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The meetings with private sector stakeholders were limited to the two major commercial organizations, MBN and NAU. It was explained that it was very difficult to schedule meetings with other relevant organizations e.g. of the Communal Farmers Union, as they were not organized in the same way, meaning that they do not have central office facilities.

Although there are two regional laboratories currently functional, only the CVL was visited. This was due to the time constraint, but also because these laboratories only undertake a smaller number of the sample analyses.

Of big interest was a site visit to the VCF, which has played an important role in maintaining FMD and CBPP free zones in the south. This visit was accomplished as part of a three day trip to the northern region.

During the northern region visit, the team had the opportunity to visit a private veterinary practice; the VCF and its crossing gate; a visit to a communal farm and one of their families; a trip to one of the quarantine farms, and a private farm immediately south of the VCF. The team also had the opportunity to travel through the Etosha National Park when accessing the northern region.

The visit to the VCF crossing at Oshivelo allowed the team to witness how the heavy vehicle traffic is checked by a team of AHW. Transit permits and content of shipments are checked. While the inspections appeared adequate, the day of the visit, a local newspaper reported on how a high level police officer had used his status to illegally transport elephant and hippo meat across one of the crossing point and was later detained.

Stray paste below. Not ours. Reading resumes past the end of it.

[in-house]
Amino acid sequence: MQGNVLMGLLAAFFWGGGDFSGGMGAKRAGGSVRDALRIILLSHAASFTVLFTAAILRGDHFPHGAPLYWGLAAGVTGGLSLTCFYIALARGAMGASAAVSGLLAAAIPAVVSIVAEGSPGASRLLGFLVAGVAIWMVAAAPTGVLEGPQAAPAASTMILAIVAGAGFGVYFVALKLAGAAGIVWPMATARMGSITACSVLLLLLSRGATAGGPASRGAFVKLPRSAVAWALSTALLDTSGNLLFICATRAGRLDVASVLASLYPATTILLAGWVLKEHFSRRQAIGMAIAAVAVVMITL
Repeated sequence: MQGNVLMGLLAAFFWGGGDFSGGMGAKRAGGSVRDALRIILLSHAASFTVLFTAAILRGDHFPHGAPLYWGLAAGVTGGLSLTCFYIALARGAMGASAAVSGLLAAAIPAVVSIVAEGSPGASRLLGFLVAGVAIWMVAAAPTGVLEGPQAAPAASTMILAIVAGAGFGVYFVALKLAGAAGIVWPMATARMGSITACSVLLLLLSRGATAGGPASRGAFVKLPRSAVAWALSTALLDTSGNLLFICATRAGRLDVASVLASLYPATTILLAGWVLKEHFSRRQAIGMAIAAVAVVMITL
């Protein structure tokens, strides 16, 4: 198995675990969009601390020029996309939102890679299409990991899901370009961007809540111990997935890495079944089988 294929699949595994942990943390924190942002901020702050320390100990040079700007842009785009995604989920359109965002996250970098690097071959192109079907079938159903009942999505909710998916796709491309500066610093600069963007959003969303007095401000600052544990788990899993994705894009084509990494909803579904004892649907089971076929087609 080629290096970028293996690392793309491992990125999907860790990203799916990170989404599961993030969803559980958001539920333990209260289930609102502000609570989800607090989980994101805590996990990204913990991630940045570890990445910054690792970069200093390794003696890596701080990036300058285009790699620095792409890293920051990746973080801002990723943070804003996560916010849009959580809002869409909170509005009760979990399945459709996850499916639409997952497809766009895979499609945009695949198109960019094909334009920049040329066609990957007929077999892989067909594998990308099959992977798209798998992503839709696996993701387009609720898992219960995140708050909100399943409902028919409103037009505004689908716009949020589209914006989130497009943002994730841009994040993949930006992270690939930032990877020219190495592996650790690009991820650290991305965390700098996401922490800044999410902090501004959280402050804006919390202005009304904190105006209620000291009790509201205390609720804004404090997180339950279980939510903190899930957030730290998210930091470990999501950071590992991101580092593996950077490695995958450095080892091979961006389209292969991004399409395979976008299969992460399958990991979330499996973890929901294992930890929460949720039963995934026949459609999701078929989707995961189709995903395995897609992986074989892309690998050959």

A local communal farm was visited north of the fence. This gave the team the opportunity to see the different livestock management and to meet and discuss animal health and animal identification issues with one of the communal families. The family kept over 200 head of cattle and some 100 goats, which were grazed with the animals of other neighbours in common pastoral land.

Travelling to the quarantine fence allowed the team to drive 50 km along the VCF and witness the fence in detail. It is an impressive 900 km long double game and stock fence, with a 10 mt. separation between the two fences. The team travelled between the two fences to reach Oshivelo Quarantine Farm. This farm (one of three) has been operational since the 80s and is devoted to house animals from the surveillance zone (north of the VCF) for a minimum of 21 days prior to going to slaughter. The farm visited had an impressive total surface of 27,000 hectares and contained ten pens of over 2,000 hectares each, all separated by double fences from each other. The farm was managed by 6 AHT and was in direct electronic contact with the SVO for the submission of animal identification and animal health matters. Animals are brought in by their owners and kept for the quarantine period while managed by their own herdsmen and supervised by DVS personnel. It was an


Namibia PVS report version II 23012009

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